Lapointe, J., & Hekimi, S. (2009) When a theory of aging ages badly. Cellular and Molecular Life Sciences. DOI: 10.1007/s00018-009-0138-8  

  • September 17, 2009
  • 12:48 PM

How your emotional state affects how you hear speech

by William Lu in The Quantum Lobe Chronicles

I found an interesting study by Wang et. al investigating how the current emotional state that we find ourselves in modulates the auditory response of speech early in the sensory processing stream at the cortical level. Here's their abstract.In order to understand how emotional state influences the listener's physiological response to speech, subjects looked at emotion-evoking pictures while 32-channel EEG evoked responses (ERPs) to an unchanging auditory stimulus (“danny”) were collected. T........ Read more »

Wang J, Nicol T, Skoe E, Sams M, & Kraus N. (2009) Emotion modulates early auditory response to speech. Journal of cognitive neuroscience, 21(11), 2121-8. PMID: 18855553  

  • September 17, 2009
  • 12:07 PM

What they really found in Niger

by Iddo Friedberg in Byte Size Biology

A big buzz over the discovery of a skeleton of an early Sauropod dinosaur in Niger. The finding looks amazing even to my paleontologically-ignorant eyes. It is beautifully intact and well-ordered, as opposed to the mixed jumble of bone fragments that are usually found. It has that lovely aesthetic quality that would cause anyone to [...]... Read more »

  • September 17, 2009
  • 12:05 PM

With or without you? Species interactions and responses to climate change

by Jeremy Yoder in Denim and Tweed

Reading a pair of papers recently published in PLoS ONE, you might be forgiven for thinking that ecologists don't know whether or not interactions between species matter. Both examine the effects of climate change on ecological communities -- but where one assumes that species in a community are as interchangeable as bricks in a wall, the other concludes that the presence of competitors is pretty important.

First, Stralberg et al. attempt to predict what will happen to the birds of California u........ Read more »

  • September 17, 2009
  • 11:49 AM

The role of positive interactions in enabling cooperation

by David Basanta in Cancerevo: Cancer evolution

Evolution of coperation is one of my main interests and I think it is a topic that could be very relevant to cancer researchers as I discussed a while ago.

Rand DG, Dreber A, Ellingsen T, Fudenberg D, & Nowak MA (2009). Positive interactions promote public cooperation. Science (New York, N.Y.), 325 (5945), 1272-5 PMID: 19729661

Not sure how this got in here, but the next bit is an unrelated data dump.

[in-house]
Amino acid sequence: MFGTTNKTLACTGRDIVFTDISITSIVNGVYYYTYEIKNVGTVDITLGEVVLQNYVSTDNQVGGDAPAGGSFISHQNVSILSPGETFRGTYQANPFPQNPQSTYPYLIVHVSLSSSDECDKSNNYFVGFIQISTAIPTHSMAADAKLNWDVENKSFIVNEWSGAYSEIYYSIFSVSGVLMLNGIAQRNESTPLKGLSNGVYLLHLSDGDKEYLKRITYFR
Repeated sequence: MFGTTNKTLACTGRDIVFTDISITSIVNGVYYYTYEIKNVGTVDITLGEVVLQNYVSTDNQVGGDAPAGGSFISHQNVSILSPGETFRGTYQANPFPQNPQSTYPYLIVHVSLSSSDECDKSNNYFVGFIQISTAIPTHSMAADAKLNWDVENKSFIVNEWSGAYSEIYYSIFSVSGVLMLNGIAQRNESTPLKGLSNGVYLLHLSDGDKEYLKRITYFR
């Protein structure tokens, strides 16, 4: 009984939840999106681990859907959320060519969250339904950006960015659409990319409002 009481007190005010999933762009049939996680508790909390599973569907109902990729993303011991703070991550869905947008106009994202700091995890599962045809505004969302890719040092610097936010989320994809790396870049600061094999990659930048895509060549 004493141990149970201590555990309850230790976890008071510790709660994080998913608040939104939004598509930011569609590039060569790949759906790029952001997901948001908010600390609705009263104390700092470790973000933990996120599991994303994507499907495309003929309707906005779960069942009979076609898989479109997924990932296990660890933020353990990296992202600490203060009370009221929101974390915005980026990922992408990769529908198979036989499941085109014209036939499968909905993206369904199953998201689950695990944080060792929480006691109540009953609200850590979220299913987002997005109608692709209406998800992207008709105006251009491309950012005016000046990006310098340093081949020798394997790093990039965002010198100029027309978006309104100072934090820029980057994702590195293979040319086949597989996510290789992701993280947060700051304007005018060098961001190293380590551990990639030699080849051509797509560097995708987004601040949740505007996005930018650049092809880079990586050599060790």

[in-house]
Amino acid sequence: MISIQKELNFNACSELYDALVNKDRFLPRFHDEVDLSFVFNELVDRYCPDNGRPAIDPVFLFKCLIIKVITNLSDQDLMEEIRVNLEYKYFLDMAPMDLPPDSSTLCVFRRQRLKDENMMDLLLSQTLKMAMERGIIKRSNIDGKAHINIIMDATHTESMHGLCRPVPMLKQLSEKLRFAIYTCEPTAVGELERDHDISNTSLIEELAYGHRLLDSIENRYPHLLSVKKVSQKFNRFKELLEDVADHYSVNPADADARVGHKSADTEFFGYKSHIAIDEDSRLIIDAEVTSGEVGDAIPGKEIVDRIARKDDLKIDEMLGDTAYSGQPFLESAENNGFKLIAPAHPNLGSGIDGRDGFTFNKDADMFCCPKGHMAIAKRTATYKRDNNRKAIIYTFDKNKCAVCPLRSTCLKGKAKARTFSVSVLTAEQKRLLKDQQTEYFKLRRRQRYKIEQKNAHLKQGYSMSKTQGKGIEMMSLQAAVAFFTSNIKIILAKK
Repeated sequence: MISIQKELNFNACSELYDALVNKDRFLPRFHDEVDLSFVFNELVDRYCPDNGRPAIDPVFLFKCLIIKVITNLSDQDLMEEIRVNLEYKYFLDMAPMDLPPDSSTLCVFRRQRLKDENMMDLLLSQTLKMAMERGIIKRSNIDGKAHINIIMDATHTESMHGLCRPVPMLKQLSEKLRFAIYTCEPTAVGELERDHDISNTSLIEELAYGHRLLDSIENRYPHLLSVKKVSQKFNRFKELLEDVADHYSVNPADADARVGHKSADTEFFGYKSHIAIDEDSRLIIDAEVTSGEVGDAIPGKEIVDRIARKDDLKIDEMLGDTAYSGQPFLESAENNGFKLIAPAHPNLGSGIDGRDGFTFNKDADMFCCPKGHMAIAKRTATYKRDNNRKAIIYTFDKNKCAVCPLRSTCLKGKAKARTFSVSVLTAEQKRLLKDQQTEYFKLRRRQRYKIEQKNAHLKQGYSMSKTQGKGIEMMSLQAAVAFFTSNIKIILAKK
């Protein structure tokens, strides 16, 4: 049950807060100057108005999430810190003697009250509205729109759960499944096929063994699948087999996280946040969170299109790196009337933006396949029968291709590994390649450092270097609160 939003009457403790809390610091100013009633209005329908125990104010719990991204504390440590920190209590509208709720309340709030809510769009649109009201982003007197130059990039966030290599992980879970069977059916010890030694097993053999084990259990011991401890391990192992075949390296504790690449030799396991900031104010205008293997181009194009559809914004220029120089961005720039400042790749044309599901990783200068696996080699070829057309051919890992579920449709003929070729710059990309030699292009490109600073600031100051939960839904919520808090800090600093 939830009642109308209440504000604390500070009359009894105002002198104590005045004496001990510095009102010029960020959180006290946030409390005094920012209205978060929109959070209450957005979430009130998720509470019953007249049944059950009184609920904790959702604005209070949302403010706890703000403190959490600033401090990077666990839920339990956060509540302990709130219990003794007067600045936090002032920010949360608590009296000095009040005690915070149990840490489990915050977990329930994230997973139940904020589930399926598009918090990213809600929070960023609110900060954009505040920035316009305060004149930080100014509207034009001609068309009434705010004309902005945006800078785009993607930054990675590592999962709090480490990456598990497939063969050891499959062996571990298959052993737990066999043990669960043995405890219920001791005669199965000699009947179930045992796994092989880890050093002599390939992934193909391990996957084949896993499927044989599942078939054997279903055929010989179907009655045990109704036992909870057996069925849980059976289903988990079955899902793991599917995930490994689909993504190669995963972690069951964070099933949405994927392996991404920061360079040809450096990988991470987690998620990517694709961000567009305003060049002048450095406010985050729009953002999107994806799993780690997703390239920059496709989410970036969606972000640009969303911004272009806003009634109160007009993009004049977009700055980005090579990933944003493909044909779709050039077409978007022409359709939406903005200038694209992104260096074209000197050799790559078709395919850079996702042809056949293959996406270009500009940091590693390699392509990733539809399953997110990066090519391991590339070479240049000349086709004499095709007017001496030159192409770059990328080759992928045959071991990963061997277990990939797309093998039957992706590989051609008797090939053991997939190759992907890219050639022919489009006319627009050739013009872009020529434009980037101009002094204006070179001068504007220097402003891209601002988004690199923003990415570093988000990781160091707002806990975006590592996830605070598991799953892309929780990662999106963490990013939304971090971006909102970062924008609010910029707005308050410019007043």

Cooperation in nature occurs mostly between individuals that are closely related from a genetic point of view. In most other instances cooperation happens ........ Read more »

Rand DG, Dreber A, Ellingsen T, Fudenberg D, & Nowak MA. (2009) Positive interactions promote public cooperation. Science (New York, N.Y.), 325(5945), 1272-5. PMID: 19729661  

  • September 17, 2009
  • 11:00 AM

When You Should Eat

by Christie Wilcox in Nutrition Wonderland

More often than not, dieters focus exclusively on what's going into their bodies. They cut out food groups, add food groups, count calories and create meal plans. But research has found out that while what you eat does matter, when you eat has a big impact, too. According to new research from Northwestern University published in the journal Obesity, eating at night can increase weight gain by more than 25%! (Thanks to Zach Sheppard for this photo)... Read more »

Arble, D., Bass, J., Laposky, A., Vitaterna, M., & Turek, F. (2009) Circadian Timing of Food Intake Contributes to Weight Gain. Obesity, 17(11), 2100-2102. DOI: 10.1038/oby.2009.264  

  • September 17, 2009
  • 10:38 AM

Stealth influenza

by iayork in Mystery Rays from Outer Space

“How to avoid influenza: Gargle Daily”

Every virus that infects a vertebrate, has to be able to deal with the vertebrate immune system. The virus’s ancestors that infected vertebrates must have been able to deal with the vertebrate immune system. Those viruses that couldn’t handle an immune response are extinct.
Some of the ways viruses [...]... Read more »

Szretter, K., Gangappa, S., Belser, J., Zeng, H., Chen, H., Matsuoka, Y., Sambhara, S., Swayne, D., Tumpey, T., & Katz, J. (2009) Early Control of H5N1 Influenza Virus Replication by the Type I Interferon Response in Mice. Journal of Virology, 83(11), 5825-5834. DOI: 10.1128/JVI.02144-08